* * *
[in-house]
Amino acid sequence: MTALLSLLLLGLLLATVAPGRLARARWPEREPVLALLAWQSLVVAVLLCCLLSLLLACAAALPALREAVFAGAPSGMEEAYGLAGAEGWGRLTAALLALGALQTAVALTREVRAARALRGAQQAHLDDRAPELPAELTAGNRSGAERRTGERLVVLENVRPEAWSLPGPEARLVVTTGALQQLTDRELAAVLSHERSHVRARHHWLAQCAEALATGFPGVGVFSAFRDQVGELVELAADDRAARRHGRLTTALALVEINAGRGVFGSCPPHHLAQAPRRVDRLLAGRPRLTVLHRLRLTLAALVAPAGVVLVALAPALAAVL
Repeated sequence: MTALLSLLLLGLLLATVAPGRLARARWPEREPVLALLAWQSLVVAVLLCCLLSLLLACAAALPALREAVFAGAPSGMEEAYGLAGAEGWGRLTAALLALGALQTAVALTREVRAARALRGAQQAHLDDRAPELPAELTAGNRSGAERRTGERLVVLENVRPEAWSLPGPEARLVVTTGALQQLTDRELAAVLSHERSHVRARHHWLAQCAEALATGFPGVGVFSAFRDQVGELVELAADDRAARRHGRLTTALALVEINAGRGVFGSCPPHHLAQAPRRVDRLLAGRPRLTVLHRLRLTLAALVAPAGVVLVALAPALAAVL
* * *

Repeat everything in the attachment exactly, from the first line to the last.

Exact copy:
[in-house]
Amino acid sequence: MTALLSLLLLGLLLATVAPGRLARARWPEREPVLALLAWQSLVVAVLLCCLLSLLLACAAALPALREAVFAGAPSGMEEAYGLAGAEGWGRLTAALLALGALQTAVALTREVRAARALRGAQQAHLDDRAPELPAELTAGNRSGAERRTGERLVVLENVRPEAWSLPGPEARLVVTTGALQQLTDRELAAVLSHERSHVRARHHWLAQCAEALATGFPGVGVFSAFRDQVGELVELAADDRAARRHGRLTTALALVEINAGRGVFGSCPPHHLAQAPRRVDRLLAGRPRLTVLHRLRLTLAALVAPAGVVLVALAPALAAVL
Repeated sequence: MTALLSLLLLGLLLATVAPGRLARARWPEREPVLALLAWQSLVVAVLLCCLLSLLLACAAALPALREAVFAGAPSGMEEAYGLAGAEGWGRLTAALLALGALQTAVALTREVRAARALRGAQQAHLDDRAPELPAELTAGNRSGAERRTGERLVVLENVRPEAWSLPGPEARLVVTTGALQQLTDRELAAVLSHERSHVRARHHWLAQCAEALATGFPGVGVFSAFRDQVGELVELAADDRAARRHGRLTTALALVEINAGRGVFGSCPPHHLAQAPRRVDRLLAGRPRLTVLHRLRLTLAALVAPAGVVLVALAPALAAVL